New research highlights another potential danger from IoT devices, with a popular make of smart light bulbs placing your Wi-Fi network password at risk. Researchers from the University of London and Universita di Catania produced a paper explaining the dangers of common IoT products. In this case, how smart bulbs can be compromised to gain access to your home or office network.
If you use the TP-Link Tapo L530 E smart bulb and the TP-Link Tapo app, you will have some smart bulb related reading in your immediate future.
Bleeping Computer reports that no fewer than 10 million app installations exist via Google Play. From the app description:
The Tapo app helps you set up the Tapo smart devices within minutes and puts everything you need at the tip of your fingers
• Control your smart device from anywhere.
• Control the device via voice with Google Home and Amazon Echo.
• Preset Away mode to make it seem like someone is home.
• Set a countdown timer to automatically turn the device on or off.
• Schedule when to turn the device on or off automatically at times.
All fairly standard fare where smart home lighting is concerned. The bulbs can connect to your router, and the bulbs can be controlled via the relevant app. You may well have a similar setup in your own home. In this case however, Italian researchers have shone a light on more insecure issues and practices from smart products which make using them a potentially risky proposition.
Multiple high severity vulnerabilities exist which allow for password retrieval and device manipulation, with four issues in total.
One vulnerability, with a CVSS score of 7.6 out of 10) allows for attackers to retrieve verification keys through brute force, or by decompiling the Tapo app itself. The other high severity flaw, wtih a CVSS of 8.8, is related to incorrect authentication of the bulb, which means the device can be impersonated, allowing for Tapo password theft and device manipulation.
The other two issues, which are not as severe, related to lack of checks of received messages with regard to how old they are and a lack of randomness during encryption.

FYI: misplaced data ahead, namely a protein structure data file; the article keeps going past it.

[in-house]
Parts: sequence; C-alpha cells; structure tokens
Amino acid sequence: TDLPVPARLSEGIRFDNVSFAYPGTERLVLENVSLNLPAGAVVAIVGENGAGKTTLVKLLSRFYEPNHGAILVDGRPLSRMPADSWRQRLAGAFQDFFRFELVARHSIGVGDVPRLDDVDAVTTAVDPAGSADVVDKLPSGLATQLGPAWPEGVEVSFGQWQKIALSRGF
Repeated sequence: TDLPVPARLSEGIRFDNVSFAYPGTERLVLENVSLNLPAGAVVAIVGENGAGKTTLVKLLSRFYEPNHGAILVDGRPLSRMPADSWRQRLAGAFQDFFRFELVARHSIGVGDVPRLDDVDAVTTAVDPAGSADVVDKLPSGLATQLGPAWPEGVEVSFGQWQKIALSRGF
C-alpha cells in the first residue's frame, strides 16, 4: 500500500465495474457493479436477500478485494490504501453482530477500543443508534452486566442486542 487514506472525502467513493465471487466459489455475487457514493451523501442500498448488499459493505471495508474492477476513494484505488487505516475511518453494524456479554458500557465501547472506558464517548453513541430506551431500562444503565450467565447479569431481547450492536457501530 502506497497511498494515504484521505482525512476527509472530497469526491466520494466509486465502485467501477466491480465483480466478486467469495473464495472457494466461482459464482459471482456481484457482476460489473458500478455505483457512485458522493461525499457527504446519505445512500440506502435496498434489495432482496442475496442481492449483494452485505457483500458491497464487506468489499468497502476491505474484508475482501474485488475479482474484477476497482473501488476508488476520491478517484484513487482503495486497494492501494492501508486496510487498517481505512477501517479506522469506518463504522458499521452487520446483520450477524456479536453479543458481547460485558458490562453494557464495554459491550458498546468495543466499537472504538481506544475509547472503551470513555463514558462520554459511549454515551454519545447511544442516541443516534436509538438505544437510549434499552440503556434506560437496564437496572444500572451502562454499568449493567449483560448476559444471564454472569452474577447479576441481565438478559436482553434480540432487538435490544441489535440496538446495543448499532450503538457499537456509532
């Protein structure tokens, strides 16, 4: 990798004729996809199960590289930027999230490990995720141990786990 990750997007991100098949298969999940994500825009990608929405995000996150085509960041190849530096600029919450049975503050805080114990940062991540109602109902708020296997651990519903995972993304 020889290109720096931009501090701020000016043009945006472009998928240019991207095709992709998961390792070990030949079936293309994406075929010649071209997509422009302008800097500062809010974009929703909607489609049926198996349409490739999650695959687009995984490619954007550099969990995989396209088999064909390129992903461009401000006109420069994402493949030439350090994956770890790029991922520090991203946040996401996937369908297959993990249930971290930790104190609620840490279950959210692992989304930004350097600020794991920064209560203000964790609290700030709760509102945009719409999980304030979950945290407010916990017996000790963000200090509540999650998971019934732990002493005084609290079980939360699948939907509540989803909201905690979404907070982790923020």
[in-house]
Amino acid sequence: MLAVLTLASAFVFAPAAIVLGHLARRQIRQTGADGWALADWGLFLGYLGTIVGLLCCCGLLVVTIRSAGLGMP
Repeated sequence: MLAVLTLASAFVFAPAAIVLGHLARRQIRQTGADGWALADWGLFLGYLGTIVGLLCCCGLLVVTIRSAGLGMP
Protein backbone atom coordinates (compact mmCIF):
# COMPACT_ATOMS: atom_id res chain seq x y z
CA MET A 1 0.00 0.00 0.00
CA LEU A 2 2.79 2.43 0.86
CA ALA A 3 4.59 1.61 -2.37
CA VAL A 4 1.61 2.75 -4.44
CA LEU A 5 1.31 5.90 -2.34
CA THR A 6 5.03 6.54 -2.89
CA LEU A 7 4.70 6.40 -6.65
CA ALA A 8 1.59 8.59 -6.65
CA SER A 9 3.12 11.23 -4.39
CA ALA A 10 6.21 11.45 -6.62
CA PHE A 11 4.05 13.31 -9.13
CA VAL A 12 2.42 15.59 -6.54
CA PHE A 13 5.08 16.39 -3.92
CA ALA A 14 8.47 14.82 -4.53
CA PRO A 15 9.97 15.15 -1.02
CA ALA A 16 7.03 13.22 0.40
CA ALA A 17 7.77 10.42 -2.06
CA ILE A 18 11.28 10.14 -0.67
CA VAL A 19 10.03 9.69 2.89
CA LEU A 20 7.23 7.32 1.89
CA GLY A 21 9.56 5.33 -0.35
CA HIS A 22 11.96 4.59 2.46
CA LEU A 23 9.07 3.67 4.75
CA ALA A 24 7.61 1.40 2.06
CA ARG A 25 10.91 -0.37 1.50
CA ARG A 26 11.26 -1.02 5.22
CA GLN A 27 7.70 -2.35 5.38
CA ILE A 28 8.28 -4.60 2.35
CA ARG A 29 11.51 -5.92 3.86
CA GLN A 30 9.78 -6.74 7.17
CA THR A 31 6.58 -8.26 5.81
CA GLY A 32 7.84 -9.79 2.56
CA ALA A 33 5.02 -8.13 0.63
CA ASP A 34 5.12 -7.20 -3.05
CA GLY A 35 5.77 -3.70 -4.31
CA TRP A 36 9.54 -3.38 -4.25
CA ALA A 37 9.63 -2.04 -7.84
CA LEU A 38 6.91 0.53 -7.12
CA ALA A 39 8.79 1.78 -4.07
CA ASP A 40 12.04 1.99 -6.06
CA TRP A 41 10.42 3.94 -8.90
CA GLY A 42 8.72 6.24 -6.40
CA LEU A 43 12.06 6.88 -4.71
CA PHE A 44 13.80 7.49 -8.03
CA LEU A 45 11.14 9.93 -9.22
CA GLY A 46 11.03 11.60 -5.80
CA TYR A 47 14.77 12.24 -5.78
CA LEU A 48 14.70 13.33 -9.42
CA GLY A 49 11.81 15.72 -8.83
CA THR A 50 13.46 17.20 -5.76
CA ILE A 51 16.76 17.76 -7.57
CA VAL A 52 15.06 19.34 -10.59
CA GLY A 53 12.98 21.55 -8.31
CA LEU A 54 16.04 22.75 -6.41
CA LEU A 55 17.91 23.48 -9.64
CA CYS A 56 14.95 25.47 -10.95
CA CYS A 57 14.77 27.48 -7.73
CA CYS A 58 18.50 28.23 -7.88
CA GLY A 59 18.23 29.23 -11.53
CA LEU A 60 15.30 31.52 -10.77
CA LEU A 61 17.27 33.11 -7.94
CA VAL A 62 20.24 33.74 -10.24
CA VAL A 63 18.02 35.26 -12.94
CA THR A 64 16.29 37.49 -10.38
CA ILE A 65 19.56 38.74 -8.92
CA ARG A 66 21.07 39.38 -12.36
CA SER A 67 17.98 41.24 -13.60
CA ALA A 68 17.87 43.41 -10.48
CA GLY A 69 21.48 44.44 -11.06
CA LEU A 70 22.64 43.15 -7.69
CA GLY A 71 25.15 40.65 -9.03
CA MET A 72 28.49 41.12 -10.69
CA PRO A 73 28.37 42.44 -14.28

What is the potential for damage where the “severe” vulnerabilities are concerned? Well, in a worst case scenario someone could potentially swipe your Wi-Fi password via the Tapo app and then have access to all the devices on said network.
Bleeping Computer notes a few wrinkles in this attack plan. The most important of which is that the device would need to be in setup mode in order for the attack to strike gold. While you probably wouldn’t expect many people to have bulbs plugged in but not set up, the attacker can get around this. Namely: With a few clicks of the app, they can deauthenticate your light bulb thus forcing the need for a fresh setup.
In terms of addressing these flaws, the researchers mention that they made use of TP-Link’s Vulnerability Research Program (VRP) to report all four issues. TP-Link responded that they have started work on fixes for both bulb and app. There is no specific date mentioned for this at time of writing. There are some workarounds suggested to “fix” these issues, but they’re aimed at the manufacturers as opposed to the users.
You can, and should, practice good security when dealing with any product making use of your home or office network. Strong passwords, multi-factor authentication, even turning off products that won't be in use for a significant period of time.
Where the above TP-Link problems are concerned, users should keep the official website handy for security update notifications and ensure all apps and firmware are up to date whenever possible. You should also do this for all of your other smart appliances: Baby monitors, webcams, security systems, and utility service controls. Smart homes are here to stay, and it’s up to us to ensure we’re not providing easy inroads for attackers to exploit.
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